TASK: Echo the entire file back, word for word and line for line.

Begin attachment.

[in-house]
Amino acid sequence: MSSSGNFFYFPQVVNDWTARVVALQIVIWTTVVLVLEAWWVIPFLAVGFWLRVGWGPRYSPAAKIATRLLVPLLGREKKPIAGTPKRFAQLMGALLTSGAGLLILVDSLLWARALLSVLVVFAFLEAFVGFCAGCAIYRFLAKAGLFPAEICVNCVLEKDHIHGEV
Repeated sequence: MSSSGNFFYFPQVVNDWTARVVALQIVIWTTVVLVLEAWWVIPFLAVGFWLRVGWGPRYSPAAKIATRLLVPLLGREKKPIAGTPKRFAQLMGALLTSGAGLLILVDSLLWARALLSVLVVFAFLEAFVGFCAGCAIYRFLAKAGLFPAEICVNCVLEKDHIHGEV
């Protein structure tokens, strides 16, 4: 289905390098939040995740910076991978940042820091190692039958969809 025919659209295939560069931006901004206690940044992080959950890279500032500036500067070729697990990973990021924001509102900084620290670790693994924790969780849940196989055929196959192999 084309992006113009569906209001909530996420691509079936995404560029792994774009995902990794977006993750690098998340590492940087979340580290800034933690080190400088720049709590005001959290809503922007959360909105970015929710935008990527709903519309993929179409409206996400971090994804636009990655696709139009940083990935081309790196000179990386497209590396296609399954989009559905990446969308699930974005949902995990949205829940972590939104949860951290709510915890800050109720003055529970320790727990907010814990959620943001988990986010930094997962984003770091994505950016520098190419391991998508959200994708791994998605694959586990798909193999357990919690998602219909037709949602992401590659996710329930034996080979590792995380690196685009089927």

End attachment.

[in-house]
Amino acid sequence: MSSSGNFFYFPQVVNDWTARVVALQIVIWTTVVLVLEAWWVIPFLAVGFWLRVGWGPRYSPAAKIATRLLVPLLGREKKPIAGTPKRFAQLMGALLTSGAGLLILVDSLLWARALLSVLVVFAFLEAFVGFCAGCAIYRFLAKAGLFPAEICVNCVLEKDHIHGEV
Repeated sequence: MSSSGNFFYFPQVVNDWTARVVALQIVIWTTVVLVLEAWWVIPFLAVGFWLRVGWGPRYSPAAKIATRLLVPLLGREKKPIAGTPKRFAQLMGALLTSGAGLLILVDSLLWARALLSVLVVFAFLEAFVGFCAGCAIYRFLAKAGLFPAEICVNCVLEKDHIHGEV
């Protein structure tokens, strides 16, 4: 289905390098939040995740910076991978940042820091190692039958969809 025919659209295939560069931006901004206690940044992080959950890279500032500036500067070729697990990973990021924001509102900084620290670790693994924790969780849940196989055929196959192999 084309992006113009569906209001909530996420691509079936995404560029792994774009995902990794977006993750690098998340590492940087979340580290800034933690080190400088720049709590005001959290809503922007959360909105970015929710935008990527709903519309993929179409409206996400971090994804636009990655696709139009940083990935081309790196000179990386497209590396296609399954989009559905990446969308699930974005949902995990949205829940972590939104949860951290709510915890800050109720003055529970320790727990907010814990959620943001988990986010930094997962984003770091994505950016520098190419391991998508959200994708791994998605694959586990798909193999357990919690998602219909037709949602992401590659996710329930034996080979590792995380690196685009089927």